She also identifies interpretive dance, with its use of horizontal as well as vertical planes, as an inspiration for her work. The inspiration is visible in the way her rope both defies and conforms to gravity, sometimes appearing to crush form upon form, other times to support itself with its own weight. In “Embryo” (1987), a combination of Manila and cotton rope, tied at the ends with blue thread, is partially wrapped in plastic, folded over and bound with intricate knots. From the side, it suggests a body doubled over on itself or a child and adult embracing.
This sense of communion, rendered through knots and braids, is fundamental to the work’s emotive character. For the elegant “Gamma (Signe II)” (1993), two loops — one much larger than the other — formed from paper piping cord and suspended from wall pegs, are interlaced about midway down the larger one. As with “Embryo,” the anthropomorphic quality of the piece results from the interwoven and gently undulating lines of the two components.
“From the Sea” (1970) and “Metamorphosis I (5)” (1986) summon a sense of being in space and time through equally economic gestures. In the former, a length of heavy, dirt-brown marine rope, hanging from a wall hook near the ceiling, loops back upward at its ends, so the piece hovers just above the floor. The latter, like “Gamma (Signe II),” consists of two interlocked loops of rope, in this case resting on the floor. The longer loop spirals over and under itself, and both are coated with paint and plaster. These works project the stillness of a body at rest, an effect that is both pacifying and profound.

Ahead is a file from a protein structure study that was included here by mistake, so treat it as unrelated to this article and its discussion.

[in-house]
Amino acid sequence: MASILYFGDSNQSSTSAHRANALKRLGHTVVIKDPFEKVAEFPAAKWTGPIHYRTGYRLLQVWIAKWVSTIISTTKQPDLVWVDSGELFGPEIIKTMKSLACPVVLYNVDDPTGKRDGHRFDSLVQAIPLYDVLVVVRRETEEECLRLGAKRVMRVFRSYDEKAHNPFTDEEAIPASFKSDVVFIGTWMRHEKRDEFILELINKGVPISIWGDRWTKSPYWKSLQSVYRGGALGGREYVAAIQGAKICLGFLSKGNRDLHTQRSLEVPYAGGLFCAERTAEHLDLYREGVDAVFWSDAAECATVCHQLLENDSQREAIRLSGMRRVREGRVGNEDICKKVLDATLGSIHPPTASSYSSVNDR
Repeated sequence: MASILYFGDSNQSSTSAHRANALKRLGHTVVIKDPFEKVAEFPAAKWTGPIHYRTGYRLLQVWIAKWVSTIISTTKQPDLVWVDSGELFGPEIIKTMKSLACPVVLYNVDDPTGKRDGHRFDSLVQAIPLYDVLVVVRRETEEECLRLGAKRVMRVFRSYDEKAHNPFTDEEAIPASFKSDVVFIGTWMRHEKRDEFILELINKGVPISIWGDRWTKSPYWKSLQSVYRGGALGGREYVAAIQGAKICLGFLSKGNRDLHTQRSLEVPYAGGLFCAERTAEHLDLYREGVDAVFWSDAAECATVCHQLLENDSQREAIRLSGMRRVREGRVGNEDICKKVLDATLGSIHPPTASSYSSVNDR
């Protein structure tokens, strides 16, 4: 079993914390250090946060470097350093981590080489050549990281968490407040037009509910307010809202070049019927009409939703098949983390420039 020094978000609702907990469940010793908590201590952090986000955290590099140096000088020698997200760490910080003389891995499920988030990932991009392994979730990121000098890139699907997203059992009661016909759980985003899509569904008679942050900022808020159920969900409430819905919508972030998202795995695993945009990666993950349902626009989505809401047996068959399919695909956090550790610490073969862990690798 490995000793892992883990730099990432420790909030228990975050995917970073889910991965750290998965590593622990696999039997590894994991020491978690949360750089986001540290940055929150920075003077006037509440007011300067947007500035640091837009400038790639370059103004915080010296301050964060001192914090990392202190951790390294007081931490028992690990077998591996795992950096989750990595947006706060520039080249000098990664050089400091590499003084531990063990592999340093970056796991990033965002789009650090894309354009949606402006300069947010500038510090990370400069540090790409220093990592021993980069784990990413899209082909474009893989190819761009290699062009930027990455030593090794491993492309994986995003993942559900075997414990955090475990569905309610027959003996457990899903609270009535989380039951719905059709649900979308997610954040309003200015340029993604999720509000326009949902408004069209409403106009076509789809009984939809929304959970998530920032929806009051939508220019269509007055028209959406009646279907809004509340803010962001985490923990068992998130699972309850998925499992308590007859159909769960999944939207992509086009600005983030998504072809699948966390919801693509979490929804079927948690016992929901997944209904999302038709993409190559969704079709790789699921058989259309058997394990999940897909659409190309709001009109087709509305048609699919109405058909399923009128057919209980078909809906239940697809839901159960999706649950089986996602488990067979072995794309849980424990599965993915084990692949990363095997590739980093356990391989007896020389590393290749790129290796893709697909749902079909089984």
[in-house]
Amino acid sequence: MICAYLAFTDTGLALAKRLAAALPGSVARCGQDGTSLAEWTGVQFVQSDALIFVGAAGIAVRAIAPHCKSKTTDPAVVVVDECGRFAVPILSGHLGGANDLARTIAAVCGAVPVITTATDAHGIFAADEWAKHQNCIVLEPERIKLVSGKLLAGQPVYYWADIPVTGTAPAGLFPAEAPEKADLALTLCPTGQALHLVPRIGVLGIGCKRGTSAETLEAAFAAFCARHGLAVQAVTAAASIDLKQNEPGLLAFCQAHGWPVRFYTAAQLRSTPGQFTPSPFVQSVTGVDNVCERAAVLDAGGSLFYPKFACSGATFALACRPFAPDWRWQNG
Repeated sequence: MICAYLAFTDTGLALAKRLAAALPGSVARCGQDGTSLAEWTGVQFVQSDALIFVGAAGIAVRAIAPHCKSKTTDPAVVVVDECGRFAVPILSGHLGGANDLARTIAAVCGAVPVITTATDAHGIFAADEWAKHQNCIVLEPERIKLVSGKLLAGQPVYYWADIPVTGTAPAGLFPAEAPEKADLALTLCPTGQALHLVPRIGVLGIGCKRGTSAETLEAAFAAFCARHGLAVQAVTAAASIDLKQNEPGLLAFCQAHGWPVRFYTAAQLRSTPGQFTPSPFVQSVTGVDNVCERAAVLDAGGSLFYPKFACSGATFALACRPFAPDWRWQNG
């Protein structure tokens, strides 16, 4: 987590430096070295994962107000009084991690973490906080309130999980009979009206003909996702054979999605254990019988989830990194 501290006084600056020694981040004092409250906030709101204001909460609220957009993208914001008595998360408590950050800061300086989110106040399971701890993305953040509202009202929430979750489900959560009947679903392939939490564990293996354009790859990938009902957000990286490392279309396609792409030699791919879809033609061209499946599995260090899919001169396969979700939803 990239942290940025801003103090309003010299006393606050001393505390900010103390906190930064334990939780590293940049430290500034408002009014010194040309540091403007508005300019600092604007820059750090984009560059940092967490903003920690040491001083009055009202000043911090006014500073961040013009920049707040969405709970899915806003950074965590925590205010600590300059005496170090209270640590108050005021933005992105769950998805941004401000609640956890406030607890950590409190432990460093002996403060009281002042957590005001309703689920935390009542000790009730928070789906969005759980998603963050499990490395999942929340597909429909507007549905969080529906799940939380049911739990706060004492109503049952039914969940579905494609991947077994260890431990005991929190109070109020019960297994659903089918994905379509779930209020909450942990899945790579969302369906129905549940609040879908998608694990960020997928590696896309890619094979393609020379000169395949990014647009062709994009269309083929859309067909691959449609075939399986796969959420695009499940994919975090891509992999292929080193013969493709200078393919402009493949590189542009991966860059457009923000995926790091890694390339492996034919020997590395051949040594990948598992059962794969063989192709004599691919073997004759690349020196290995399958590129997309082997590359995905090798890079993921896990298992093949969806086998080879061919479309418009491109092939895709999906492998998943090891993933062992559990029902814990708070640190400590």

Some titles do reference specific things — for instance, “Salt Fish” (1993) and “Mermaid I” (1978). Reminiscent of a crab more than a mermaid, the latter is an arrangement on the floor of three thick braids of khaki-colored polyester rope, each one with loose ends encircled by pincer-like strands.
Comparatively small at 36 ½ inches long, the two-part “Salt Fish” is a clever example of the sculptural possibilities of rope and plaster: For the “body,” lengths of honey-colored rope are loosely braided and lightly coated with off-white plaster; the “skin” is a flat plaster cast imprinted with the pattern of the braid. (The conceptual counterpart to “Salt Fish” is “Interpolations XXI” (1982), made from muslin buff pads and evoking scales or a spine.) In another room, four stunning sculptures, hung from the ceiling in a loose arrangement, at times catching the light from the windows, are like artifacts of a lost civilization.
In his essay “The Intertwining — The Chiasm” (1964) philosopher Maurice Merleau-Ponty writes, “My body as a visible thing is contained within the full spectacle.” His “seeing body,” however, both underlies and embraces “this visible body, and all the visibles within it. There is reciprocal insertion and intertwining of one in the other.” Activating both optic and haptic fields, Grossen’s sensual sculptures invite just this kind of “chiasmic intertwining” — to encounter them is to engage with them.